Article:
a

SO2 concentration (g/m )

3

400 350 300 250 200 150 100 50 0 880 885 890 895 900 905 910 915 920 Atmospheric pressure (mbar)

b

TSP concentration (g/m )

3

250 200 150 100 50 0 880 885 890 895 900 905 910 915 920 Atmospheric pressure (mbar)

220 Table 2 Correlations for SO2 and TSP with wind speed, temperature, relative humidity and atmospheric pressure Pollutants SO2 =96.991 0.7596*[WS] =35.596+0.9093*[RH] =111.68 3.2445*[T] =108.3445 0.0620*[SR] =159.84+0.2816*[AP] =0.8047*Previous days SO2 concentration+18.598 =50.994 0.4537*[WS] =17.3112+0.4975*[RH] =53.927 0.7915*[T] =58.1932 0.0390*[SR] =16.77428+0.03658*[AP] =0.7283*Previous days TSP concentration+13.576 R2 0.00028 0.04036 0.09296 0.01130 0.00054 0.64786 0.00044 0.05420 0.02477 0.01999 0.00004 0.54568

TSP

WS wind speed, RH relative humidity, T temperature, SR solar radiation, AP atmospheric pressure Fig. 10 Actual concentrations versus previous days concentrations a for SO2 and b for total suspended particles (TSP)

Figs. 5, 6, SO2 and TSP concentrations are increased with increasing relative humidity. Relative humidity should also be inversely related to pollutant concentrations since it controls the rate of absorption of pollutants (Kartal and Ozer 1998). Impacts of variation of mean solar radiation with SO2 and TSP concentrations are shown in Fig. 8a and b, respectively. Solar radiation has no direct physical influence on diffusion controls as wind speed, but it determines the amount of consumed fuel for space heating. Therefore, it should be inversely proportional to pollutant concentrations. Variations of SO2 and TSP concentrations with atmospheric pressure are plotted in Fig. 9a and b, respectively. These figures show that SO2 and TSP concentrations are slightly increased with increasing atmospheric pressure. However, atmospheric pressure is more effective parameter on SO2 concentration than on TSP concentration.

a

Actual SO2 concentration ( g/m )

3

400 350 300 250 200 150 100 50 0 0 50 100 150 200 250 300 350 400 SO2 concentration of previous day ( g/m 3)

b

Actual TSP concentration ( g/m )

3

250 200 150 100 50 0 0 50 100 150 200 TSP concentration of previous day ( g/m 3)

Environ Monit Assess (2008) 146:211224 Fig. 11 SO2 concentration versus total suspended particles (TSP) concentration in 20032005 winter seasons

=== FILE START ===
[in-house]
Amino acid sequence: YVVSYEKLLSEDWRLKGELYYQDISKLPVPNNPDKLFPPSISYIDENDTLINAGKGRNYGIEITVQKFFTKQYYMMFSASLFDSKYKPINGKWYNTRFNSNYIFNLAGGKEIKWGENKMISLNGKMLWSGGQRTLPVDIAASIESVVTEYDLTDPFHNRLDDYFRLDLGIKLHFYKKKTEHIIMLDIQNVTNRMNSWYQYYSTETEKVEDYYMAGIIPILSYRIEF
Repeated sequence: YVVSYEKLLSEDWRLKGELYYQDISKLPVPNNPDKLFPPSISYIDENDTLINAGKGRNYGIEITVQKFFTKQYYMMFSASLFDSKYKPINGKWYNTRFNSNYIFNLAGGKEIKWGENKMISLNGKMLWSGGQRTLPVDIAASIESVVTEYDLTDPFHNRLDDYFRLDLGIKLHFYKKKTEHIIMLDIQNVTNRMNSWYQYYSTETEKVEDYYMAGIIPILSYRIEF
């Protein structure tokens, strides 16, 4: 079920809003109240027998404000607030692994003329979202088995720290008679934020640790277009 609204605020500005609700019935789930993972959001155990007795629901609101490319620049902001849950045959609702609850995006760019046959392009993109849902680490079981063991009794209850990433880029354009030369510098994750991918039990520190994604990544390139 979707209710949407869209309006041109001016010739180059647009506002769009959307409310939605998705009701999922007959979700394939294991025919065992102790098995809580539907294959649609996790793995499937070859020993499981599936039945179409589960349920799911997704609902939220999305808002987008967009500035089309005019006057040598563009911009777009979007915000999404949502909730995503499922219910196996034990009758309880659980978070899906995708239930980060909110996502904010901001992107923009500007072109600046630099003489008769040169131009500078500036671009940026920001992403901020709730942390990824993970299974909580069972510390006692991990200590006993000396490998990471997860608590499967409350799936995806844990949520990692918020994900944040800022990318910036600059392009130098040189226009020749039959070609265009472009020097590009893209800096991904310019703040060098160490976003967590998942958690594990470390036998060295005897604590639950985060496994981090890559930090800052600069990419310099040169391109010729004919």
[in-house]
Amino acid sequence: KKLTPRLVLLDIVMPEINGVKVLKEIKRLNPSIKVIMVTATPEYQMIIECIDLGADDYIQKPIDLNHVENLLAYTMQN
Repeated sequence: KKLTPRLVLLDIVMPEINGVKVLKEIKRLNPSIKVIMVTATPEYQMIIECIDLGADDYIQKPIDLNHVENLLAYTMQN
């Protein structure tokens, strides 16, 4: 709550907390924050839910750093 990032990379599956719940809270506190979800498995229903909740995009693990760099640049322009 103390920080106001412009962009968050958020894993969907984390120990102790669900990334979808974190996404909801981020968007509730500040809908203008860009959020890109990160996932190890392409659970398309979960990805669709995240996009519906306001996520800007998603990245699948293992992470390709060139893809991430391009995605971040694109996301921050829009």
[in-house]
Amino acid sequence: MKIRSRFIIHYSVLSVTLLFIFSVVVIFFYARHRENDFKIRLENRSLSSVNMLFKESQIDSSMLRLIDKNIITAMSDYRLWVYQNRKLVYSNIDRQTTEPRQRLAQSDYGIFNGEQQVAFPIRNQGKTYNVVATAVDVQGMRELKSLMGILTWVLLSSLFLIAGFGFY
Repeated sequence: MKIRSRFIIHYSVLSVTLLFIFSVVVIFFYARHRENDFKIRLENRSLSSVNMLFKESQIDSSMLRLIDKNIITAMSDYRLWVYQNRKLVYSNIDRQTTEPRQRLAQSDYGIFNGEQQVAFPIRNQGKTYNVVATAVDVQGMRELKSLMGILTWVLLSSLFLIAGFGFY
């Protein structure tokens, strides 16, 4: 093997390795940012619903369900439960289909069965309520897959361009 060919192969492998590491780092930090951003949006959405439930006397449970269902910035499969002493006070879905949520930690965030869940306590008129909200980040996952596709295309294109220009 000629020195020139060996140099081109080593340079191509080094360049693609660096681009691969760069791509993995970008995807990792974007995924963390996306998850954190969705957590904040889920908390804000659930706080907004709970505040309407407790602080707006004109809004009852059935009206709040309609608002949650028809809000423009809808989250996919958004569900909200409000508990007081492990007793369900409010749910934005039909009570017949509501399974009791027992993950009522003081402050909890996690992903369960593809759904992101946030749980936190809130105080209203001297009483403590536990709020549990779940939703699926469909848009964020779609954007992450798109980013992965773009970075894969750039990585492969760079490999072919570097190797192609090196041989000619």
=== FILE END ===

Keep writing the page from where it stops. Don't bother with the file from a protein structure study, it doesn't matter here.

221

250 TSP concentration (g/m 3) 200 150 100 50 0 0 50 100 150 200 250 300 350 400 SO2 concentration (g/m 3)

Fig. 12 Measured and predicted concentrations a SO2 value according to Eq. 4 and b TSP value according to Eq. 5

a

3

160 140 120 100 80 60 40 20 0 0 50 100 150 200 250 300 350 400 Measured SO2 concentration (g/m 3)

b

Predicted TSP concentration (g/m )

3

222

The relationship between SO2 and TSP and meteorological parameters (temperature, wind speed, relative humidity, solar radiation and atmospheric pressure) in October-December-November-JanuaryFebruary-March of 20032005 years was investigated by stepwise multiple linear regression analysis. The correlations (R2) between daily average SO2, TSP concentrations and daily average meteorological parameters are shown in Table 2. As seen in Table 2, the correlation of SO2 with meteorological parameters is very similar to the relation of TSP with meteorological parameters. It is shown from Table 2 that there is a weaker correlation between the pollutants concentrations and meteorological parameters. The correlation between the previous days SO2 and TSP values and actual concentrations is investigated and found as 0.64 and 0.54, respectively and their correlations are shown in Fig. 10a and b. And also the correlation between SO2 and previous days SO2, and the correlation between TSP and previous days TSP is shown in Table 2. Figure 11 shows the variations of TSP and SO2 for years of 2003, 2004 and 2005. The figure indicates that TSP values are increased linearly with increasing SO2 and correlations obtained are as follows TSP 0:2689*SO2 24:309; R2 0:36 3

Meteorological factors are not able to disperse and clean the pollutants concentrations completely from atmosphere. Daily concentrations essentially contribute to the concentrations of next day. Thus, it has been proposed in some studies that the value of pollutant parameter belonging to previous day should be considered in air quality prediction studies (Van der Auwers 1977; Kartal and Ozer 1998; Turaloglu et al. 2005). In this study, previous days SO2 concentration was added to Eq. 4 and R2 calculated as 0.74, and previous days TSP was included into Eq. 5 and, R2 was computed as 0.61. In that case the regression equations have been found as: SO2 533:6617 4:13588*WS0:146921*RH 0:788049*T0:019607*SI0:567087*P 0:789957*Previous day's SO2 R2 ; 0:74 6